What is lost in this America? Who decided to give up 30 million acres to a different America? The 1853 Gadsen Purchase bought this piece of Mexico to open our way west as an expanding country and today it is home to a fence that demarks one third of the 1,954 mile border...but it is a wall that is cut, tunneled and climbed with ladders daily. It is an expensive symbol of frustrated politicians. What taxpayers have a say in spending $12 billion annually for the militarization of the region? (way more than is spent on the EPA or Center for Disease Control for example) Why are National Guard units deployed alongside the largest federal agency (DHS) as if soldiers were the answer to a non-war? Who sees and affirms the humanity of the poor who seek asylum and opportunity? How do these new policies get reviewed for effectiveness? Our class sat in a café in Nogales under a simple black and white picture hanging above the tables. It is the 50's and a small chain link fence with no guards or guns represents the former border. "It was a different time." Are we able to point to how our policies built the cartels, turned smuggling into a lucrative industry and stifled a shared life in the region?
We studied a situation where success could be the measure. 350 million legal crossings of the Mexico US border happen each year. The net migration, documented and undocumented is now at net zero. 25% of Texas and 27% of Arizona are comprised of Latino-Americans enjoying life alongside all other Americans. The US is Mexico's largest trading partner and provides us not only flexible labor supply but the chocolate, vegetables and fruit which we depend upon. The $500 billion trade relationship binds us closer to Mexico than any country.
Why is detention the growth industry? We know the US imprisons ten times the numbers imprisoned in Europe and spends $159 per day at these prisons with thousands of migrants detained for over a year- but WHY? Who can show this works or has assessed the losses to the Borderlands and the adjacent United States? Social work students read the "Illegal Immigrant Reform and Immigrant Responsibility Act (IIRIRA)" and then wonder how policy is corrupted into classifying an agricultural worker returning to harvest as a criminal and detained at bond costs prohibiting the family from gaining his release or his being able to afford legal counsel. How do they express their patriotism for America when it is their country's actions that raise fundamental questions of rights and justice?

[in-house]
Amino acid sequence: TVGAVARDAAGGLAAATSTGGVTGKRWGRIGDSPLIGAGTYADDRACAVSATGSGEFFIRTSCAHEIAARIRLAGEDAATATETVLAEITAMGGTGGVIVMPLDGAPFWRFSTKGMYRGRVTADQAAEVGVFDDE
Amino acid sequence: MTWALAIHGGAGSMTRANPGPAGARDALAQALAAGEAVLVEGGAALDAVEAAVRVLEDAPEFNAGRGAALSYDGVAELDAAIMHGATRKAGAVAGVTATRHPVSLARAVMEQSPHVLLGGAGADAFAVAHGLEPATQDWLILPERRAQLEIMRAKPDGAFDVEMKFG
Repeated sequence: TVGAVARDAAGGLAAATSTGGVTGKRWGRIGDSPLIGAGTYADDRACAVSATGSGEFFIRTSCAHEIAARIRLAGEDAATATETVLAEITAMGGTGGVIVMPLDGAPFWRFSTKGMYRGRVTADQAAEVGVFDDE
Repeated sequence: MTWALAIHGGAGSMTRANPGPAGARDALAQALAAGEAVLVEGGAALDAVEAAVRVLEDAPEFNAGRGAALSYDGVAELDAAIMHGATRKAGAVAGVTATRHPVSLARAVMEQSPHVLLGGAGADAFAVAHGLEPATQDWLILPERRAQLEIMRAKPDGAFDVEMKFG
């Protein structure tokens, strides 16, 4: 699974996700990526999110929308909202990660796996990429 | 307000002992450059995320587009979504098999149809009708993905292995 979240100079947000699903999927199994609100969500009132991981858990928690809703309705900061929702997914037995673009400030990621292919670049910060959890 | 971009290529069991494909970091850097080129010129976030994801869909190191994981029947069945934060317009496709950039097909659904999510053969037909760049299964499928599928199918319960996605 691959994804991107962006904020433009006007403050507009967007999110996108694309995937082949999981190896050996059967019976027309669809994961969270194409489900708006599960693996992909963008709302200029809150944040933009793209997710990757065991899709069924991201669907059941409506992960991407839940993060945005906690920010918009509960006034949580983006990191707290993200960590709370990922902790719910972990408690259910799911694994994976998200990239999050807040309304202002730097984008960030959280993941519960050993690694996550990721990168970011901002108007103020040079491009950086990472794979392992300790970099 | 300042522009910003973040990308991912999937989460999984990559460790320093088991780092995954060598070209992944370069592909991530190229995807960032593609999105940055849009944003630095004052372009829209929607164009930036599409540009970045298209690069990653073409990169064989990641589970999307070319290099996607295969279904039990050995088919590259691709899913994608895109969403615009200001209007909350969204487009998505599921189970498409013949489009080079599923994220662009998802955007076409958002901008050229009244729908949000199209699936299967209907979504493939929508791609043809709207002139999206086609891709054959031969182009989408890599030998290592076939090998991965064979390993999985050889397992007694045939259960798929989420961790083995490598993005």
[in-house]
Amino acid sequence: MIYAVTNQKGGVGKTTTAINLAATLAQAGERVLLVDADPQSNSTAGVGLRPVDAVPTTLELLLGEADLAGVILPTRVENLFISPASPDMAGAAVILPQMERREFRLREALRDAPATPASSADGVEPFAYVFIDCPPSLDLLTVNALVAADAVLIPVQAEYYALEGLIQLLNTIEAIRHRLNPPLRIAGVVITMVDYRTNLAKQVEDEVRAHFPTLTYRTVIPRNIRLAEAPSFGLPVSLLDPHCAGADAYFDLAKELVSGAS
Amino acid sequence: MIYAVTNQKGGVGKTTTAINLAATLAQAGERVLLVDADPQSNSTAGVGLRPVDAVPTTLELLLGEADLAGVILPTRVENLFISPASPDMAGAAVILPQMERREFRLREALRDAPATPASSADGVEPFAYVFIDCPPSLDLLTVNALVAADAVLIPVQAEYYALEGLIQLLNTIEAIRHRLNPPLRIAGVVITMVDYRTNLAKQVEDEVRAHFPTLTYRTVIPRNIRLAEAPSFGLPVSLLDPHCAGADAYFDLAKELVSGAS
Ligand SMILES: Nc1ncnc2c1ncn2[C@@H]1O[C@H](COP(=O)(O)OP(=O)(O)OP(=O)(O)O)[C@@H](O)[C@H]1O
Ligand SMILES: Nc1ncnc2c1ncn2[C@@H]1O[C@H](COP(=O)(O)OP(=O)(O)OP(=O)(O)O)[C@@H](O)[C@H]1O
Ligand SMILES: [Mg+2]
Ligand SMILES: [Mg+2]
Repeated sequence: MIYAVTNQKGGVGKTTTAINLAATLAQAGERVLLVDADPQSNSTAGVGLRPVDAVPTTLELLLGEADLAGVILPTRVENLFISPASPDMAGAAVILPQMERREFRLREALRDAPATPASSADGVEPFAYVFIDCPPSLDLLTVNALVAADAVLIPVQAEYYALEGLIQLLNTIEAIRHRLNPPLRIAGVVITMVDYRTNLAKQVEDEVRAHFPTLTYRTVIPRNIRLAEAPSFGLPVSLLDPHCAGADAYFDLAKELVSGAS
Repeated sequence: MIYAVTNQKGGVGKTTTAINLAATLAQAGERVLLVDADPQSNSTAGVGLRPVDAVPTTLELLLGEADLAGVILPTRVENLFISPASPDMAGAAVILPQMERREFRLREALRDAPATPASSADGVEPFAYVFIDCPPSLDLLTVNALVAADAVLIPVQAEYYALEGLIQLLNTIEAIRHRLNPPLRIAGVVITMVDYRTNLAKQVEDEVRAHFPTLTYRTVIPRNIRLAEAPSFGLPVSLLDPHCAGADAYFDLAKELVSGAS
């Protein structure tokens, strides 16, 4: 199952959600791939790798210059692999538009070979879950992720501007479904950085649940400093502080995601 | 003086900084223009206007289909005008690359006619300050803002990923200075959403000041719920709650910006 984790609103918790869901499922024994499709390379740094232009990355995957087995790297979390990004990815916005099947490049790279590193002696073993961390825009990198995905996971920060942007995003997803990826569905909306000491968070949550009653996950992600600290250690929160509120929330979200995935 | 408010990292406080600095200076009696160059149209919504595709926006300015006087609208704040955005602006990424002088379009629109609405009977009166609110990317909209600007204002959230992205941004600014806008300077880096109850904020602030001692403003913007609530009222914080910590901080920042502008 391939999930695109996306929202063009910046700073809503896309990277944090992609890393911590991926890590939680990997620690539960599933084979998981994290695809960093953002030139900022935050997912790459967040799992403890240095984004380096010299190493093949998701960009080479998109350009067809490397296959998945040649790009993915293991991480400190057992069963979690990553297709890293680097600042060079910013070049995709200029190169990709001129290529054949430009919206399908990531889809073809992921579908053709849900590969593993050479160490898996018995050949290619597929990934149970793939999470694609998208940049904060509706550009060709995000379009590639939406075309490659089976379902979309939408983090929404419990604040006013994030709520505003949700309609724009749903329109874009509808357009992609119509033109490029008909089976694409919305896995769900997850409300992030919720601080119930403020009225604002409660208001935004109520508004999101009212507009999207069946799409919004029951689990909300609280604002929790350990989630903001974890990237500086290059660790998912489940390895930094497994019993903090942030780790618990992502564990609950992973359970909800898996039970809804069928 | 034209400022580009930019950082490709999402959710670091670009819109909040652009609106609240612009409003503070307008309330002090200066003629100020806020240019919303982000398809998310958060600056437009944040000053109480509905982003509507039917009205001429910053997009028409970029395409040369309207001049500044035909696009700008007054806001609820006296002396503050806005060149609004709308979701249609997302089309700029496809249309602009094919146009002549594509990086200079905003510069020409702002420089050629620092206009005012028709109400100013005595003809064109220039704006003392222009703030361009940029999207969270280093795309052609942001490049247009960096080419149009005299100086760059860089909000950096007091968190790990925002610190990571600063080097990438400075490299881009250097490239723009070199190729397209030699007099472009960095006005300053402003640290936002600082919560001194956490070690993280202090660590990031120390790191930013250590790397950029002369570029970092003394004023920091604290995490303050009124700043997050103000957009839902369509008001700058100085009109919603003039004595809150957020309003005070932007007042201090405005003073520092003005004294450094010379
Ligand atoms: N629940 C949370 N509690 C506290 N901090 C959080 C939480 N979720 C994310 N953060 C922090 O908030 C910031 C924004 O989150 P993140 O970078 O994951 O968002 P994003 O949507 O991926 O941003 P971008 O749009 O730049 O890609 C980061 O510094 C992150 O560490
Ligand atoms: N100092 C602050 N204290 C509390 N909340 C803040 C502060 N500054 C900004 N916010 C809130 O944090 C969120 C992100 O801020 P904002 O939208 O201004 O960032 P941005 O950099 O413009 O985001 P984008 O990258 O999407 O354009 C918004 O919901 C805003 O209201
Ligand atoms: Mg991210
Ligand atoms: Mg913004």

We wrestled with how America's larger interest in being "one from many"-immigrant integration- is thwarted by a political/ military culture that fosters separation, fear and harsh treatment.
Twelve students -like a million others -see a side of America that appears overreaching, without evidence-based effective policy, functioning in ways that distort human rights and dignity. Social workers find themselves side-by-side with environmentalists distraught at seemingly outdated, irrational policy decisions that commit crimes as great as those they seek to address.
Oh yes, and we also saw love in families trying to remain strong, compassionate Samaritans, caring ranchers and Native Americans. We saw an America we love, one that makes us proud and motivates lifetimes of addressing human needs with all the energy and intellect we can muster. Our country needs its heart to beat strong and a heart transplant where the very life blood of America is cut off.
Westy Egmont, Director
BCSSW Immigrant Integration Lab